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At the heart of the historic legitimacy of modern citizenship regimes lies the promise of universalistic and egalitarian inclusion into a political community. In line with the rationale of the Westphalian state system the individual’s entitlements and obligations were defined in term of membership in a territorially confined and culturally sanctioned statal entity. Yet the borders defining modes of inclusion into and exclusion from the political community were exempted from the universalistic principles that, in the wake of the French Revolution, have became the canonical standards for the internal self-organization of democratic political communities. Modern, nationally organized citizenship regimes have historically been based on this tension between cosmopolitan spirit of universal rights and inclusion on the one hand and the exclusion of those deemed alien to the own community on the other hand. The morally arbitrary belonging to a culturally defined national community became the legitimate standard on the basis of which membership rules and thus the legal status of individuals in terms of their communal existence are stipulated. With respect to both state practices and our imaginary of what constitutes a political community national borders are still seen to be the pivotal (and for some exclusively legitimate) legal and symbolic dividing line between insiders and outsiders.

However, the rationale of mutually exclusive nation-states as the sole and exclusive containers for rights and entitlements has become increasingly questionable. Contemporary forms of migration, the hollowing out of the principle of national sovereignty, the extend of transnational practices and right claims have undermined the viability of the idea that national borders can claim to constitute the sole mode of establishing membership and of structuring the relationship between individuals and the political community. The equilibrium between the commitment to universal rights and the principle of sovereign self-determination in liberal democracies has become contested and no longer seems to provide a sustainable answer to the challenges of the current globalized world. The flagrant conflict between human rights and the attempt of nation-states to close their borders to unwanted migrants (in particular refugees, asylum seekers, and the growing group of displaced or stateless persons) is one of the most pertinent examples of this phenomenon. Similarly non-citizens, though participating in the social life of a society, are often deprived of fundamental rights and subject to exclusionary practices.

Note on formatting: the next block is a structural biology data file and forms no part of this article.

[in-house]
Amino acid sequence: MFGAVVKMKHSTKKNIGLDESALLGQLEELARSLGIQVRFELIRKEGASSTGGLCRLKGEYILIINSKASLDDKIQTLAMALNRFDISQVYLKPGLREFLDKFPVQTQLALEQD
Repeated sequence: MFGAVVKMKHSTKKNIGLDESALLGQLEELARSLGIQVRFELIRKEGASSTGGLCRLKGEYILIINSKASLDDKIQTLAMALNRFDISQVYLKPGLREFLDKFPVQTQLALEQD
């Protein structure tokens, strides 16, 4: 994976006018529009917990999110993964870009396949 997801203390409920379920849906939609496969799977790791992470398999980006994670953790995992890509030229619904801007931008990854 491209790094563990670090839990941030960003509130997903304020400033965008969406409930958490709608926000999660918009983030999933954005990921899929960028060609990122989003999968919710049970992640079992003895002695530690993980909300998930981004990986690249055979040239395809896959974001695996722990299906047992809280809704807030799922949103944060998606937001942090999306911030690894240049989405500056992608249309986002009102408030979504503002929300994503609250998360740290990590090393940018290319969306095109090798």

Debating the nature and the effects of this 'liberal paradox' the conference will address the following questions:

1.What is the nature of the liberal paradox in terms of its legal, political and normative implications?

2.How have these challenges instigated a re-conceptualization of thinking about citizenship and membership in the age of de-nationalization (decoupling membership and citizenship rules from national cultural identity, etc.)?

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2008-2009 activities:


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2008 Conference:

Recognition and Self-Determination

February 28 - March 2

2008 Graduate Student Conference

The Dynamics of Recognition:  Power and Transformation

Victoria Colloquium on Political, Social and Legal Theory

2008-2009 Colloquium Speakers


Colloquium Speakers

2006-2007 Colloquium speakers.

Demcon 2006
Workshop on

Stored Communities: Narratives of Contact and Arrival in Constituting Political Community -was held on December 1-3, 2006

Demcon 2005 Conference Paper

Main Sponsors